Powering Up Women in Tech

Asha talks about how empowering women in tech means including male allies, investing in a simple user experience for improved adoption rates, and how to earn trust in data.
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Asha Saxena is a board member, CEO, and strategic, innovative leader with a proven track record of building successful tech businesses for the last 25 years. She is also a CEO Coach with CEOCI, as well as a Board Advisor and an Adjunct Professor at Columbia University. She teaches graduate classes on Management Consulting, Entrepreneurship and Big Data Analytics. She has served a four-year term as Entrepreneur-in-Residence at Columbia Business School.

This episode features an interview with Asha Saxena, Founder and CEO of Women Leaders in Data and AI. She has 25 years of experience building successful tech businesses. She also serves as a CEO Coach working with women in tech, and she’s an Adjunct Professor at Columbia University, teaching enterprise strategy and data strategy. In this episode, Asha talks about how empowering women in tech means including male allies, investing in a simple user experience for improved adoption rates, and how to earn trust in data.


*”My son asked, ‘Mom, you seem to be doing these multiple things. Where do you really truly get the satisfaction? Why don’t you do something or build something for people like you?’ And I said, ‘What do you mean?’ He said, ‘Women in tech or women in data. Have you done anything for that?’ And [at] first I got offended and I was like, ‘What do you mean women? Are you putting me in a box? I’m a professional.’ All my life, I worked really hard for my worth. And I don’t think my worth should be just boxed by my gender. [But] it’s not about boxing, it’s more [about] owning it. You can own that you’re a woman in tech and there’re not too many women. And women have challenges because they don’t have enough role models on the top.”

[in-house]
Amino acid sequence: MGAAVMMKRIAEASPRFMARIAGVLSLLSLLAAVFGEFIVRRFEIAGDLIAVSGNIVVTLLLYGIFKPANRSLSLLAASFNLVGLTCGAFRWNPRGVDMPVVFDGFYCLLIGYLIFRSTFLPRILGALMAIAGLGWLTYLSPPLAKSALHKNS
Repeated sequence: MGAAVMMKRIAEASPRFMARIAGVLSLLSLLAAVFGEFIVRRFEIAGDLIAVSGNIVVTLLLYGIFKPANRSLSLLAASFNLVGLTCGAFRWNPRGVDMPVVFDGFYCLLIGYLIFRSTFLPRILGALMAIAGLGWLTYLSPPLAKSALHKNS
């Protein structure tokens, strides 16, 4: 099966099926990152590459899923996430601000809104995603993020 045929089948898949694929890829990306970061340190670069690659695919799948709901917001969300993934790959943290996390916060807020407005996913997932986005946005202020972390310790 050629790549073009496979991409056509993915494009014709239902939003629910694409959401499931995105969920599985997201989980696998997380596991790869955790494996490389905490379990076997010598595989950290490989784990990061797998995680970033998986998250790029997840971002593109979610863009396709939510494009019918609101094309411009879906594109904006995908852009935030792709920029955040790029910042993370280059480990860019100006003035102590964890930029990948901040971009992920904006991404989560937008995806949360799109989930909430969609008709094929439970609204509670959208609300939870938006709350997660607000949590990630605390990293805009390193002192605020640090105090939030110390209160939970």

*”You must have heard about the financial services companies who did this experiment. An algorithm for the high positions – the C-level positions – rejected women’s resumes because the data didn’t show that there were enough women [who] could succeed in that position. Because there [were] no women hired in the past. So we don’t have enough data, we don’t have diverse data, and we don’t have women on the top who can help create that change. So what do you do about that?”

*“What happens to the women who are on the top and don’t have role models? What happens to women who are VP level or C level who don’t have [a] peer group? And what happens to the environment? Is the environment ready? I tell you within our organization, I see so many women who are leaving their organization because they get on the top and they realize that the top is not ready for them.”

Time Stamps

*[4:59] How algorithms become sexist

*[7:04] How to support women in positions of power

*[12:41] Why support from men is important

*[16:28] Facilitating change through simple steps

*[19:32] Building trust in data

*[25:50] Tips to develop a data strategy

*[28:49] Supporting engineers in developing a data strategy

*[35:12] How Asha Saxena uses data to make difficult decisions

*[38:46] Advice for data leaders


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